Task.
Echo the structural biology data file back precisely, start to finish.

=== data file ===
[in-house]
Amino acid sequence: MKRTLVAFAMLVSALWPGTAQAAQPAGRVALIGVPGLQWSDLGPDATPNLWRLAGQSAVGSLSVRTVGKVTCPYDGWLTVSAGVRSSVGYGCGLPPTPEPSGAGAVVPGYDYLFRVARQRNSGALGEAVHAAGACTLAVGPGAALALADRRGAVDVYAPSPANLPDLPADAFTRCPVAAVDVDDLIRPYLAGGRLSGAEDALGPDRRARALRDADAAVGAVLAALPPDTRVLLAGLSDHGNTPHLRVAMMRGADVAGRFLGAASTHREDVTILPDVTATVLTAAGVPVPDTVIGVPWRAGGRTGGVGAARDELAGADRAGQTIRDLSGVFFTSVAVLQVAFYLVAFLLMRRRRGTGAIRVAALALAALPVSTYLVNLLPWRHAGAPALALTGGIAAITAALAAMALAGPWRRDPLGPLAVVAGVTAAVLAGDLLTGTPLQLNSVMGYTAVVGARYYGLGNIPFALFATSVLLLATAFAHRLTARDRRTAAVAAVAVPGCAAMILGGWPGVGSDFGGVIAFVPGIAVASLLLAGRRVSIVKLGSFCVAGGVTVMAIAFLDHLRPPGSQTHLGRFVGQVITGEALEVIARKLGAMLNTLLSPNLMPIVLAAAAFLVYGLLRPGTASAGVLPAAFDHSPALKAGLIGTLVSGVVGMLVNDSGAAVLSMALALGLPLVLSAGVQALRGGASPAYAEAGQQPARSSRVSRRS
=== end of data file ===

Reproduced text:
[in-house]
Amino acid sequence: MKRTLVAFAMLVSALWPGTAQAAQPAGRVALIGVPGLQWSDLGPDATPNLWRLAGQSAVGSLSVRTVGKVTCPYDGWLTVSAGVRSSVGYGCGLPPTPEPSGAGAVVPGYDYLFRVARQRNSGALGEAVHAAGACTLAVGPGAALALADRRGAVDVYAPSPANLPDLPADAFTRCPVAAVDVDDLIRPYLAGGRLSGAEDALGPDRRARALRDADAAVGAVLAALPPDTRVLLAGLSDHGNTPHLRVAMMRGADVAGRFLGAASTHREDVTILPDVTATVLTAAGVPVPDTVIGVPWRAGGRTGGVGAARDELAGADRAGQTIRDLSGVFFTSVAVLQVAFYLVAFLLMRRRRGTGAIRVAALALAALPVSTYLVNLLPWRHAGAPALALTGGIAAITAALAAMALAGPWRRDPLGPLAVVAGVTAAVLAGDLLTGTPLQLNSVMGYTAVVGARYYGLGNIPFALFATSVLLLATAFAHRLTARDRRTAAVAAVAVPGCAAMILGGWPGVGSDFGGVIAFVPGIAVASLLLAGRRVSIVKLGSFCVAGGVTVMAIAFLDHLRPPGSQTHLGRFVGQVITGEALEVIARKLGAMLNTLLSPNLMPIVLAAAAFLVYGLLRPGTASAGVLPAAFDHSPALKAGLIGTLVSGVVGMLVNDSGAAVLSMALALGLPLVLSAGVQALRGGASPAYAEAGQQPARSSRVSRRS